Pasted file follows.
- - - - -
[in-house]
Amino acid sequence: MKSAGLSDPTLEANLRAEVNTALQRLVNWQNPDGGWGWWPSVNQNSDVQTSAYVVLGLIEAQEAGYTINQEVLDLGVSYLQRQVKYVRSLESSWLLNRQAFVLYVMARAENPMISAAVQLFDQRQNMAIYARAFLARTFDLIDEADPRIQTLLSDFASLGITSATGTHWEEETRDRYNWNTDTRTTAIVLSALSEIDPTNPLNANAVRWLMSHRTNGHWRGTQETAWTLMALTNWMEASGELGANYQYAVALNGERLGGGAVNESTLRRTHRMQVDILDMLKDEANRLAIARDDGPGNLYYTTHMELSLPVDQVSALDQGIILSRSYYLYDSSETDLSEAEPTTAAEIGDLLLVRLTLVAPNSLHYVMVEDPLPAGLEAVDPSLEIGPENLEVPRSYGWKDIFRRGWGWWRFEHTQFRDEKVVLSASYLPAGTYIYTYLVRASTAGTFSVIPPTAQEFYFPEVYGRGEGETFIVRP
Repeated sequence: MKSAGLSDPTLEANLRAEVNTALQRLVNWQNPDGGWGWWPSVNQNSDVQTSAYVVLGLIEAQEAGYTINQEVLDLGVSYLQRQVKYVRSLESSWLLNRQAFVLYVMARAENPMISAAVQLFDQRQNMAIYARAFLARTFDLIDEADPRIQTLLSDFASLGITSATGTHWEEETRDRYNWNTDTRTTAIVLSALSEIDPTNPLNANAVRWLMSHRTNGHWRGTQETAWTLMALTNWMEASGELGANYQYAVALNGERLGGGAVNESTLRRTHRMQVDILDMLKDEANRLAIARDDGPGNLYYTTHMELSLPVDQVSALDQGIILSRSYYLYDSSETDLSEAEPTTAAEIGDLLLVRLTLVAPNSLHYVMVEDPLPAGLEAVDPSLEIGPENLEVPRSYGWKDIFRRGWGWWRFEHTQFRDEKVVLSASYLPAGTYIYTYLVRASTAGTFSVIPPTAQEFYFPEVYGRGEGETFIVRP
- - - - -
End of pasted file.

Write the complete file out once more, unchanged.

[in-house]
Amino acid sequence: MKSAGLSDPTLEANLRAEVNTALQRLVNWQNPDGGWGWWPSVNQNSDVQTSAYVVLGLIEAQEAGYTINQEVLDLGVSYLQRQVKYVRSLESSWLLNRQAFVLYVMARAENPMISAAVQLFDQRQNMAIYARAFLARTFDLIDEADPRIQTLLSDFASLGITSATGTHWEEETRDRYNWNTDTRTTAIVLSALSEIDPTNPLNANAVRWLMSHRTNGHWRGTQETAWTLMALTNWMEASGELGANYQYAVALNGERLGGGAVNESTLRRTHRMQVDILDMLKDEANRLAIARDDGPGNLYYTTHMELSLPVDQVSALDQGIILSRSYYLYDSSETDLSEAEPTTAAEIGDLLLVRLTLVAPNSLHYVMVEDPLPAGLEAVDPSLEIGPENLEVPRSYGWKDIFRRGWGWWRFEHTQFRDEKVVLSASYLPAGTYIYTYLVRASTAGTFSVIPPTAQEFYFPEVYGRGEGETFIVRP
Repeated sequence: MKSAGLSDPTLEANLRAEVNTALQRLVNWQNPDGGWGWWPSVNQNSDVQTSAYVVLGLIEAQEAGYTINQEVLDLGVSYLQRQVKYVRSLESSWLLNRQAFVLYVMARAENPMISAAVQLFDQRQNMAIYARAFLARTFDLIDEADPRIQTLLSDFASLGITSATGTHWEEETRDRYNWNTDTRTTAIVLSALSEIDPTNPLNANAVRWLMSHRTNGHWRGTQETAWTLMALTNWMEASGELGANYQYAVALNGERLGGGAVNESTLRRTHRMQVDILDMLKDEANRLAIARDDGPGNLYYTTHMELSLPVDQVSALDQGIILSRSYYLYDSSETDLSEAEPTTAAEIGDLLLVRLTLVAPNSLHYVMVEDPLPAGLEAVDPSLEIGPENLEVPRSYGWKDIFRRGWGWWRFEHTQFRDEKVVLSASYLPAGTYIYTYLVRASTAGTFSVIPPTAQEFYFPEVYGRGEGETFIVRP